Drew Gentle is an abstract artist whose practice began in the animation industry during his upbringing and early adulthood living in Los Angeles. A native to L.A., he attended the California Institute of the Arts, where he graduated with a BFA in painting. After graduating, Gentle followed in his own father’s footsteps, entering animation as a means of income and creative pursuit. After dedicating the majority of his career to animation on projects ranging from The Smurfs, Scooby-Doo, Ghostbusters, The Flintstones, Teenage Mutant Ninja Turtles, and The Land Before Time, he left Los Angeles and the industry behind in 2007 and moved to Arkansas, where he would finally find himself as an artist.
Now, nearly two decades since his return to fine arts, Gentle discusses the many hats he’s worn across his lifetime, some of the most influential moments in his career, and how retirement offered him his dream job.
MIXD: Jumping right in, shall we? Drew, how do you think your early days working as an artist assistant at Hanna-Barbera studios shape the artist you are today?
Drew Gentle: It was a Friday evening in June, 1965. I had earlier in the day graduated from high school, and in a month, I was going to turn 18. My father, who had at that time 30 years of experience in the animated cartoon business and had been the main background painter on all the Tom and Jerry cartoons from the 1940s and 50s, sat me down and asked if I wanted to work as his assistant in Hanna-Barbera on Monday. I said yes. As far as shaping me as an artist, it was quite humbling. I was a boy wonder as an artist, but the talent and skill these adults had was totally intimidating. I worked as my dad’s assistant for that summer and the following as well.
MIXD: Having worked in animation for many years, was there a key project or moment that influenced your artistic style?
DG: As far as a key project that influenced my style, I would have to say, they all did. Every show was a different style with different characters in it and a different design. My job was to draw them all well. So I did. It was quite a learning experience.
MIXD: Your work often features abstract figurative personas. Can you share the inspiration behind this choice and how it has evolved over time?
DG: My abstracted personas developed over a period of years, starting in college with doodles and continuing throughout the years I worked in animation. It’s when I realized I was a fine artist with a personal point of view and not really a cartoonist at heart. However, I was really good at animation, and they were paying me for my skill at being able to produce other peoples’ ideas. I was ready to drop animation and devote myself to my vision in the early 1980s. I was in my early 30s when everything changed. I got custody of my daughter from my ex-wife. My second marriage had failed as well and I was determined to be a good single parent to my daughter, who needed me. Being a painter is rough, with ups and downs, and an inconsistent income, while animation was a consistent income. I was by then in demand.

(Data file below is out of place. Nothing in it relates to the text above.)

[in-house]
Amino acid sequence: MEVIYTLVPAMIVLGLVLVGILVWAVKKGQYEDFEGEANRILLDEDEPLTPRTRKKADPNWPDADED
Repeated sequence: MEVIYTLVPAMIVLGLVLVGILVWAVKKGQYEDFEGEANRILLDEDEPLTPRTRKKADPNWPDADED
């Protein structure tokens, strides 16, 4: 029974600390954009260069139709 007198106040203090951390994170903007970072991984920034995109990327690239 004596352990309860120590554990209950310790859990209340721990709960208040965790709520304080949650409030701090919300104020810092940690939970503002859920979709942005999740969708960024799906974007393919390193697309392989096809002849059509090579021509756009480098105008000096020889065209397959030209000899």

For the next 25 or 30 years I worked very hard in animation, usually doing the job for other artists. I was accumulating pension hours, so I could retire at 60 years of age with a full pension and excellent medical insurance. I did this because I had the talent and experience to do it. I worked at multiple studios at one time, driving all over Los Angeles to pick up and drop off work at many animation studios on a weekly basis. My daughter has now grown up, done well, made me a grandfather twice. Me, I was ready to get back to my dream of being the artist I was meant to be. I moved to Arkansas when I was 60, in 2007, and put LA and the animation business in my rearview mirror and became the artist I am today.
After dedicating the majority of his career to animation on projects ranging from The Smurfs, Scooby-Doo, Ghostbusters, The Flintstones, Teenage Mutant Ninja Turtles, and The Land Before Time, Andrew Gentle left Los Angeles and the industry behind in 2007 and moved to Arkansas, where he would finally find himself as an artist.
MIXD: How does the concept of light refraction, a key aspect of “Prism” resonate with your creative process or final pieces?
DG: Light in painting is vital. All the colors of natural light spread out in a prism, while combining them makes white light (Thanks, Isaac Newton). Why all the colors of paint together makes a muddy mess. In painting there are two kinds of light. One is, an imitation of natural light. It’s called realism and is used to show depth of field and three dimensions on a two dimensional plane. The second way to show light is truer to the two dimensional plain that is painting. I’m thinking of a Mark Rothko while I’m writing this. It’s a spiritual experience.
MIXD: What advice would you give to the younger generations of emerging artists that you wished you knew when you started?
DG: Perhaps I’d say, don’t wait too long to pursue your dreams. I have regrets about the work I’ll probably never have the time to do. On the other hand, I was doing something important to me and I wouldn’t change that, and who knows, 10 or 15 years from now I hope to be doing my very best work I’ve ever done.
Don’t wait too long to pursue your dreams.DREW GENTLE
A very warm thank you to Drew Gentle for joining our MIXD Gallery stable of artists and for joining us in conversation. If you’re interested in viewing his work or learning more about his fascinating life as an artist there’s more for you to enjoy HERE.